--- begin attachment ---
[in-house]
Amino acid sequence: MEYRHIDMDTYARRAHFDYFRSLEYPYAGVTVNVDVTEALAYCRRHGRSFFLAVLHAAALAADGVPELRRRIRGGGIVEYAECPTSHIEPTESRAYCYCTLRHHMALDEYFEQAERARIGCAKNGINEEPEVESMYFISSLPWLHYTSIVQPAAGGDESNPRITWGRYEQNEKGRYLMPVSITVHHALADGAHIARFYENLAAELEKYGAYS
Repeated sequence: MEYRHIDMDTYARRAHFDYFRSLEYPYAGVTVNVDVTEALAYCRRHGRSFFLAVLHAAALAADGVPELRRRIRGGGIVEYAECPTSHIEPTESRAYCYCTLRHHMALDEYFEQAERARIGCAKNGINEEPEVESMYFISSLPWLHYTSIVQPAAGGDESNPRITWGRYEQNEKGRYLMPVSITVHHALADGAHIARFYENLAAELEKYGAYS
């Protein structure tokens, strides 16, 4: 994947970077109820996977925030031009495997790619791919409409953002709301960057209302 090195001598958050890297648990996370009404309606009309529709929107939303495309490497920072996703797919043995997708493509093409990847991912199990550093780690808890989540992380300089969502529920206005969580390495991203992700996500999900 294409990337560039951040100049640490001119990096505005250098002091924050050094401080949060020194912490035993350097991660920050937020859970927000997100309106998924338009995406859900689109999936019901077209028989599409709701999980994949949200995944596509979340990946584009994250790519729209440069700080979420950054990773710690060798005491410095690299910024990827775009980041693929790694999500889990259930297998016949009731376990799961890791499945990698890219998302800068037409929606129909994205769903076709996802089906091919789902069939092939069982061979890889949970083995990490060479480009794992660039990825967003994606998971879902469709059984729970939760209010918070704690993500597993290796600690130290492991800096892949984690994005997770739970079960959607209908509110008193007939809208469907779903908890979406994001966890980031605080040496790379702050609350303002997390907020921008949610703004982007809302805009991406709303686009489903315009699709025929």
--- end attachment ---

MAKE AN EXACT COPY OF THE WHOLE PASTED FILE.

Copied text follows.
[in-house]
Amino acid sequence: MEYRHIDMDTYARRAHFDYFRSLEYPYAGVTVNVDVTEALAYCRRHGRSFFLAVLHAAALAADGVPELRRRIRGGGIVEYAECPTSHIEPTESRAYCYCTLRHHMALDEYFEQAERARIGCAKNGINEEPEVESMYFISSLPWLHYTSIVQPAAGGDESNPRITWGRYEQNEKGRYLMPVSITVHHALADGAHIARFYENLAAELEKYGAYS
Repeated sequence: MEYRHIDMDTYARRAHFDYFRSLEYPYAGVTVNVDVTEALAYCRRHGRSFFLAVLHAAALAADGVPELRRRIRGGGIVEYAECPTSHIEPTESRAYCYCTLRHHMALDEYFEQAERARIGCAKNGINEEPEVESMYFISSLPWLHYTSIVQPAAGGDESNPRITWGRYEQNEKGRYLMPVSITVHHALADGAHIARFYENLAAELEKYGAYS
């Protein structure tokens, strides 16, 4: 994947970077109820996977925030031009495997790619791919409409953002709301960057209302 090195001598958050890297648990996370009404309606009309529709929107939303495309490497920072996703797919043995997708493509093409990847991912199990550093780690808890989540992380300089969502529920206005969580390495991203992700996500999900 294409990337560039951040100049640490001119990096505005250098002091924050050094401080949060020194912490035993350097991660920050937020859970927000997100309106998924338009995406859900689109999936019901077209028989599409709701999980994949949200995944596509979340990946584009994250790519729209440069700080979420950054990773710690060798005491410095690299910024990827775009980041693929790694999500889990259930297998016949009731376990799961890791499945990698890219998302800068037409929606129909994205769903076709996802089906091919789902069939092939069982061979890889949970083995990490060479480009794992660039990825967003994606998971879902469709059984729970939760209010918070704690993500597993290796600690130290492991800096892949984690994005997770739970079960959607209908509110008193007939809208469907779903908890979406994001966890980031605080040496790379702050609350303002997390907020921008949610703004982007809302805009991406709303686009489903315009699709025929």